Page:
Our week ahead email helps you to track the most important events in central banking. To see all of our emails and alerts visit www.ft.com/nbe
With the summer break upon us, central bankers are taking it pretty easy next week.
However, Sir Mervyn King, the governor of the Bank of England, will Read more
Davos is not as important an event on the calendars of central bankers as the IMF/World Bank meetings or the Bank for International Settlements Annual General Meeting. Neither the Bank of England nor the Federal Reserve will be bothering to send anyone, for instance.
But there are still plenty of Davos men (and one woman) among the senior ranks of the profession. Read more
The Bank of Israel – one of the first to raise rates following Lehman Brothers’ failure – on Monday became the latest to override domestic price pressures and cut on the back of concern over the global outlook.
Following the lead of the central banks of Turkey and Brazil before him, Stanley Fischer, the Bank’s governor and sole rate-setter, shaved a quarter point off Israel’s benchmark interest rate to leave it at 3 per cent, despite inflation rising by half a percentage point to 3.4 per cent last month, above the 3 per cent upper limit of the inflation target range.
Public outcry at high inflation – particularly food price pressures – has inspired Facebook groups that have attracted over 100,000 members. And rising house prices have prompted more than a quarter of a million Israelis to take to the streets. (The central bank maintains that its measures, along with more house building, will slow the pace of house-price inflation).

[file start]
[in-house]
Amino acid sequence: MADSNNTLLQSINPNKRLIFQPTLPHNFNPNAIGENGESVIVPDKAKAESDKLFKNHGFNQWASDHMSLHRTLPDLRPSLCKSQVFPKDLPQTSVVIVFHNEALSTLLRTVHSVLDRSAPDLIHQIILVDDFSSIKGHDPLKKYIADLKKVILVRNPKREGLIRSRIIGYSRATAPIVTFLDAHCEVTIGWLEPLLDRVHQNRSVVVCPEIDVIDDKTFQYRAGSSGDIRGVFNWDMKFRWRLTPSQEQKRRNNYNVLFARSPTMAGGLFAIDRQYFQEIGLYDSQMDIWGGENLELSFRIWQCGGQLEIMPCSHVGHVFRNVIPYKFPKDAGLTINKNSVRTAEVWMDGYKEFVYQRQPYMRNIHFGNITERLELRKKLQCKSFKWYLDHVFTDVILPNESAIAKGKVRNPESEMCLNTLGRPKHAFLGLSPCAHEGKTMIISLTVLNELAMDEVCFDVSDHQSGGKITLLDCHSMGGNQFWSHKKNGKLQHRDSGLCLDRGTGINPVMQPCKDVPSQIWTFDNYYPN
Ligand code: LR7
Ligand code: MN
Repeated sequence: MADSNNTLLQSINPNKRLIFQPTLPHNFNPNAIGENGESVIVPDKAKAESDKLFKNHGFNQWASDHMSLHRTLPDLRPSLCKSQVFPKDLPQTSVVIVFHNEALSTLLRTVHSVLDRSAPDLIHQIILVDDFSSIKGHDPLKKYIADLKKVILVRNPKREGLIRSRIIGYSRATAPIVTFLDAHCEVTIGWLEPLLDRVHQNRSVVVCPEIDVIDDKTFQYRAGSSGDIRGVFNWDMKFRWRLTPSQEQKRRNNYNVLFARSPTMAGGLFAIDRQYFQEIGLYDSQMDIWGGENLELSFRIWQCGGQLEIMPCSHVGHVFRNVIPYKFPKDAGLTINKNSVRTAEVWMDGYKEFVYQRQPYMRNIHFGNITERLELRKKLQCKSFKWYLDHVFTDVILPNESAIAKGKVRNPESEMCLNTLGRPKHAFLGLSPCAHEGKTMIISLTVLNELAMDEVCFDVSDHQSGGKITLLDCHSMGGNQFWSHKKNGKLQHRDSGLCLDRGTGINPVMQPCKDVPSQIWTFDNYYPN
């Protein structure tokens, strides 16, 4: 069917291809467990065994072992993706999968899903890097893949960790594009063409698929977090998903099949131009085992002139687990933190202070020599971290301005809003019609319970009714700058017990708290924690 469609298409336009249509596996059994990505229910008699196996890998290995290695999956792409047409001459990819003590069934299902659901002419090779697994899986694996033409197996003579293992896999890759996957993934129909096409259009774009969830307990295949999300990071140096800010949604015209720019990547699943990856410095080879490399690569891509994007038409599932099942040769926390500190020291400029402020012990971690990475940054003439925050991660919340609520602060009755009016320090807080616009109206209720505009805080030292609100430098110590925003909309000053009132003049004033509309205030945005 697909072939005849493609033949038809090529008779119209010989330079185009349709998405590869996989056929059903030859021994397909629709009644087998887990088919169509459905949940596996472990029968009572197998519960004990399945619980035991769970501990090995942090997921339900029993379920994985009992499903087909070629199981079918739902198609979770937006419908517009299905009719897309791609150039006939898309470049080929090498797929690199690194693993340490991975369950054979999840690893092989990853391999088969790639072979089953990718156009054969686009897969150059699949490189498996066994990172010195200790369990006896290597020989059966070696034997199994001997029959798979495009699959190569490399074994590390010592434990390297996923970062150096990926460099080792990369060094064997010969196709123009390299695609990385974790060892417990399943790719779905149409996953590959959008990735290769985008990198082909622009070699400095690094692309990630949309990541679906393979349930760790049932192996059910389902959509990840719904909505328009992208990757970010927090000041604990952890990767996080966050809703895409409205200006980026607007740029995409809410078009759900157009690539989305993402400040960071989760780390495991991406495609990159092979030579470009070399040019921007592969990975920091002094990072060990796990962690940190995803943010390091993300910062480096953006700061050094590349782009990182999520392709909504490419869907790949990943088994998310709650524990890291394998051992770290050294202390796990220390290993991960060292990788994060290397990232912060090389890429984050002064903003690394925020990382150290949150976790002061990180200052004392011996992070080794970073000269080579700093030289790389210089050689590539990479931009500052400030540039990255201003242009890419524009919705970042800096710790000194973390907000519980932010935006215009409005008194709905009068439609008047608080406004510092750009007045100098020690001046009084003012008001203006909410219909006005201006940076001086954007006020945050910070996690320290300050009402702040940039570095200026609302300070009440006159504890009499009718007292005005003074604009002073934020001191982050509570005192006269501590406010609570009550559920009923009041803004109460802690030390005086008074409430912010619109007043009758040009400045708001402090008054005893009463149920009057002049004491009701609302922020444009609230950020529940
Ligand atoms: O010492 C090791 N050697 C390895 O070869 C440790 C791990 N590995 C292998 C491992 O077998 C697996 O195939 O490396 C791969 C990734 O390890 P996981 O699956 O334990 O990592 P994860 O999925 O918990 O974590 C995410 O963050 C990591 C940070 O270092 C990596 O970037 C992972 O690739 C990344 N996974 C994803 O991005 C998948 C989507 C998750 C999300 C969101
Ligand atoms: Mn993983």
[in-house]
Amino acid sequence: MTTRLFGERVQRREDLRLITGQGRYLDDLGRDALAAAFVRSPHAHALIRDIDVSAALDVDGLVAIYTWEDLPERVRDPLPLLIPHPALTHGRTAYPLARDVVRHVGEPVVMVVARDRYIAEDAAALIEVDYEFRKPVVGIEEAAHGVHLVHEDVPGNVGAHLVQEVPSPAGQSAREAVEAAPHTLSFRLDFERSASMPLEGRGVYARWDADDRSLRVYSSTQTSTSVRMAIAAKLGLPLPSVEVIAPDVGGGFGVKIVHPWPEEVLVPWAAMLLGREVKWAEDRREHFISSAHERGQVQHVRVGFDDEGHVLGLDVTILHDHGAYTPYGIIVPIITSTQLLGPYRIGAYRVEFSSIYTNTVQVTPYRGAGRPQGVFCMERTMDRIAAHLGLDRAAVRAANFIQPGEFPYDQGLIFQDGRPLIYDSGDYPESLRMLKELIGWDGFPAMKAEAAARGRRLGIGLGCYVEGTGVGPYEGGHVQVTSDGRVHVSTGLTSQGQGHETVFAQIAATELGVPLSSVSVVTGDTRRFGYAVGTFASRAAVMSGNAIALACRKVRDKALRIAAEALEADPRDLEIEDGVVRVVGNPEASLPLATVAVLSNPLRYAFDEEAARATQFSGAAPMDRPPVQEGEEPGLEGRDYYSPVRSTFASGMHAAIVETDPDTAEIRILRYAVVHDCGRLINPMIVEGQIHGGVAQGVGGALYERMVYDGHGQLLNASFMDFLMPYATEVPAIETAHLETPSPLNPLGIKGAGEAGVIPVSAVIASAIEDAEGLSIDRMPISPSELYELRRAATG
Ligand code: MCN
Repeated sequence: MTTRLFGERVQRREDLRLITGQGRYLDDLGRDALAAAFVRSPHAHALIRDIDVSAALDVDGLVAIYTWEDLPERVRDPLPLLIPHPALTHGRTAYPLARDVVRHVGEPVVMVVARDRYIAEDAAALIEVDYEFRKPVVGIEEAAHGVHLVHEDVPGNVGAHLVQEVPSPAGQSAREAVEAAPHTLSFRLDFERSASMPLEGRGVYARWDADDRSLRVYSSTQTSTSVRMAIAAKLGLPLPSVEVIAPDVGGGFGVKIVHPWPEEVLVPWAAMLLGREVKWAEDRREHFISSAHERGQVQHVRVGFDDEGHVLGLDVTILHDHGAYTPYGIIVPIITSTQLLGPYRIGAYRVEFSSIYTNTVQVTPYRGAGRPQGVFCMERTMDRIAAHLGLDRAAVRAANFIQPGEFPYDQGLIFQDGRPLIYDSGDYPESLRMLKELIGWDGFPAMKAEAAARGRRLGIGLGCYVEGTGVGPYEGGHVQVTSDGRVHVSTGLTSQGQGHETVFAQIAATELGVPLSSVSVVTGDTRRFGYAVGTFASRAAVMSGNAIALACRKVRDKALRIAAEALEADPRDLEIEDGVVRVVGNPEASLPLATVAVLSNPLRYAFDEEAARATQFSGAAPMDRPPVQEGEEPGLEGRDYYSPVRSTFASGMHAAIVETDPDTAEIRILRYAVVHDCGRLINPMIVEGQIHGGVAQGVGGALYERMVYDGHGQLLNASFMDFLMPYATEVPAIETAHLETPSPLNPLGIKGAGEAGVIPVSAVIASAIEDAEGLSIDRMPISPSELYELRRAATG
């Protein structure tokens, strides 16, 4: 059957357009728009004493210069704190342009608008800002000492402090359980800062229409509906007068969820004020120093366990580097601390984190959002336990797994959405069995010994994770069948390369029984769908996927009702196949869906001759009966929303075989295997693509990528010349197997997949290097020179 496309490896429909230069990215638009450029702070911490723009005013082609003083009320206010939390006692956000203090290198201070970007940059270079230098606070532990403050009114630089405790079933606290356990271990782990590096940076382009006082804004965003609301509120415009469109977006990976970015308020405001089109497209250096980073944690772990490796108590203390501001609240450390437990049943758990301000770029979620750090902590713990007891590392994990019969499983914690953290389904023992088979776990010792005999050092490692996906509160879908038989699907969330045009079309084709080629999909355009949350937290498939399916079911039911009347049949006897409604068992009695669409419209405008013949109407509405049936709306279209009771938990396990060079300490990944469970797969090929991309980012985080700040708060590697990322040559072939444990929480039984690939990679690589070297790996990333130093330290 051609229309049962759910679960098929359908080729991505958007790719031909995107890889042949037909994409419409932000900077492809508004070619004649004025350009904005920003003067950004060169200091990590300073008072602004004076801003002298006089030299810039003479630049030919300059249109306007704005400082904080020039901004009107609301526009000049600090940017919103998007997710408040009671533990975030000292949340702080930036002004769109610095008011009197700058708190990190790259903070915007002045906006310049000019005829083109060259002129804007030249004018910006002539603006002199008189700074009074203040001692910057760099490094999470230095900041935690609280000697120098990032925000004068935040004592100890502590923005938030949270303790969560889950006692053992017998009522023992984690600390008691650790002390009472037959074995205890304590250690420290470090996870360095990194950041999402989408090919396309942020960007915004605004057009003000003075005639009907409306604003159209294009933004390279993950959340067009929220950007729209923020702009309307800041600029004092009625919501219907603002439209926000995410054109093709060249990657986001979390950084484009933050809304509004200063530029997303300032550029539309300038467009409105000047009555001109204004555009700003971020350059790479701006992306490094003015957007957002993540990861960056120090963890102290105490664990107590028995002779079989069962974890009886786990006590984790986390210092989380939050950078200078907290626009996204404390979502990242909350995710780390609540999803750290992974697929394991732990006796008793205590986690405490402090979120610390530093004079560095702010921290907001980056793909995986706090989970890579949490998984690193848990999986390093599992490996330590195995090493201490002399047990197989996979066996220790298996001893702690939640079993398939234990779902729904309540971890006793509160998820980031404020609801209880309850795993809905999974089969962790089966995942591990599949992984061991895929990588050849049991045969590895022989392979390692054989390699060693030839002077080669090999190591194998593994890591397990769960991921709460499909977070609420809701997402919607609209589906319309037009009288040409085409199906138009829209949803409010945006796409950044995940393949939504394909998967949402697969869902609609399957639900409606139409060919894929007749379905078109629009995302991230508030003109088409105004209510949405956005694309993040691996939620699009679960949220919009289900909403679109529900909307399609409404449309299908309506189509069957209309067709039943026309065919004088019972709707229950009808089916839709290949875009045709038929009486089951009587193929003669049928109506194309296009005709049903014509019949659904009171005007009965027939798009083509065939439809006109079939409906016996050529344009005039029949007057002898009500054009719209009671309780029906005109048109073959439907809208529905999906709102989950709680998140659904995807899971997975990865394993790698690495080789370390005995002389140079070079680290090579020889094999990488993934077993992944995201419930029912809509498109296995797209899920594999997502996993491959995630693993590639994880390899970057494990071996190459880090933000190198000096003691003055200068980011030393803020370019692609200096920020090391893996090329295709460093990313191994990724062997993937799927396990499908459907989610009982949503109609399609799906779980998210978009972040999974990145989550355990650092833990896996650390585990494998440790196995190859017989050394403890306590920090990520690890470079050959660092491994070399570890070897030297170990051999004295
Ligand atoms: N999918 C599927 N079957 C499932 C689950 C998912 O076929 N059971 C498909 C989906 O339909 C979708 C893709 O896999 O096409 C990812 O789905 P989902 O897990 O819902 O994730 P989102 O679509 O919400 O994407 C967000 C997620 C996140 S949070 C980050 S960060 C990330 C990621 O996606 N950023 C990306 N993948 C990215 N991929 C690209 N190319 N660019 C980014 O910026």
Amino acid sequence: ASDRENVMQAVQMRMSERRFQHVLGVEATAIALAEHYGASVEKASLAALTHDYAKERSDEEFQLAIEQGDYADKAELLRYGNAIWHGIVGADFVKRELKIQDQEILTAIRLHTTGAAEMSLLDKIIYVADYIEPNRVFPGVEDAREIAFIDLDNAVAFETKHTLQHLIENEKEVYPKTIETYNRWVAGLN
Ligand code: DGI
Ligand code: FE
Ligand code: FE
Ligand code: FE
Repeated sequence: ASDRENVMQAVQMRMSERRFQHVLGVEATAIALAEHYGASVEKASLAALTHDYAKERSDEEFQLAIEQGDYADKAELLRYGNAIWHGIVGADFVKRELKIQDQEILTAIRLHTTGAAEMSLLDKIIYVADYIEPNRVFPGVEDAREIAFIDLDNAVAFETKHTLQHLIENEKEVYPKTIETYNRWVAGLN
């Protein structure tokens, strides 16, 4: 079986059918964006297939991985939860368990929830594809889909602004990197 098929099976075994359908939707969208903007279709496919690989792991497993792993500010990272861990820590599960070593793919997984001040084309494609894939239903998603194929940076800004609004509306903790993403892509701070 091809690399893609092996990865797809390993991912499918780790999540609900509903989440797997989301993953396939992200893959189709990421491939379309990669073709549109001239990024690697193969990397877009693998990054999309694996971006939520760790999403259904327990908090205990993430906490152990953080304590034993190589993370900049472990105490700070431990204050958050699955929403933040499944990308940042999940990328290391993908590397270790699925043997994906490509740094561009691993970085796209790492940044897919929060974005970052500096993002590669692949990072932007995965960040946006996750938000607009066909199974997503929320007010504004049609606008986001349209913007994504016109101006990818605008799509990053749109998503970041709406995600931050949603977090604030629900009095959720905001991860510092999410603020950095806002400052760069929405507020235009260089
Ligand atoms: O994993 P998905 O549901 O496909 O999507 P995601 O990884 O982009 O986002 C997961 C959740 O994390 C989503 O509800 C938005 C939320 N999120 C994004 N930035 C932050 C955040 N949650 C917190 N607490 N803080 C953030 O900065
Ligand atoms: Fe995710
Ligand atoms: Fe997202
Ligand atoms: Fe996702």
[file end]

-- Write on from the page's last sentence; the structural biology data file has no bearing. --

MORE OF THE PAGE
Growth – at 2.4 per cent in the second quarter (annualised) – is relatively high, and unemployment – at 5.5 per cent – low.
All of which has meant that analysts – the vast majority of which had forecast a rate hold – were taken aback.
So why has Mr Fischer cut rates? Read more
Our new week ahead email will help you to track the most important events in the central banking world. To see all of our email and alerts visit www.ft.com/nbe
A busy week is in store for Jean-Claude Trichet.
On Saturday, the ECB president will speak at Jackson Hole at 17:00 GMT. On Monday, Mr Trichet travels to Brussels, where he will field questions from the European parliament on how to restore market confidence (some suggestions from Ralph Atkins and Chris Giles).
The president will be joined by Jean-Claude Juncker, Eurogroup president, Jacek Rostowski, Poland’s finance minister and Olli Rehn, the European commissioner for economic and monetary affairs. The hearing takes place at 13.00 GMT.
On Thursday, ECB executive board member Jürgen Stark is a participant in a panel on Europe and global competition. Read more
Israel has raised its key interest rate for April by half of one per cent – the largest rate rise since before the financial crisis. Bank of Israel was one of the first central banks to begin raising rates, starting in September 2009 with a quarter point rise from a record low of 0.5 per cent. Since then, there have been eight quarter-point rises, but this is the first half-point rise. In April, the Bank’s rate will be 3 per cent.
The move is an attempt to slow the economy and housing market, and rein in inflation. Israel’s economy is expanding, “converging towards a situation of full utilization of the factors of production”. The stats would send most Western central bankers green with envy. Last year, the economy grew by 4.6 per cent, rising to an annualised rate of 7.7 per cent in the last quarter. Unemployment is about 6.6 per cent and improving. But there is concern over inflation and housing. Consumer prices are rising 4.2 per cent annually, against a target of 1-3 per cent. Even stripping out house prices, inflation is 3.5 per cent annually. And there is evidence that inflation expectations and real wages are beginning to rise, too. Meanwhile the housing market continues to boom, with prices rising 16.3 per cent in the year to February and no decline evident in the appetite for new mortgages. Read more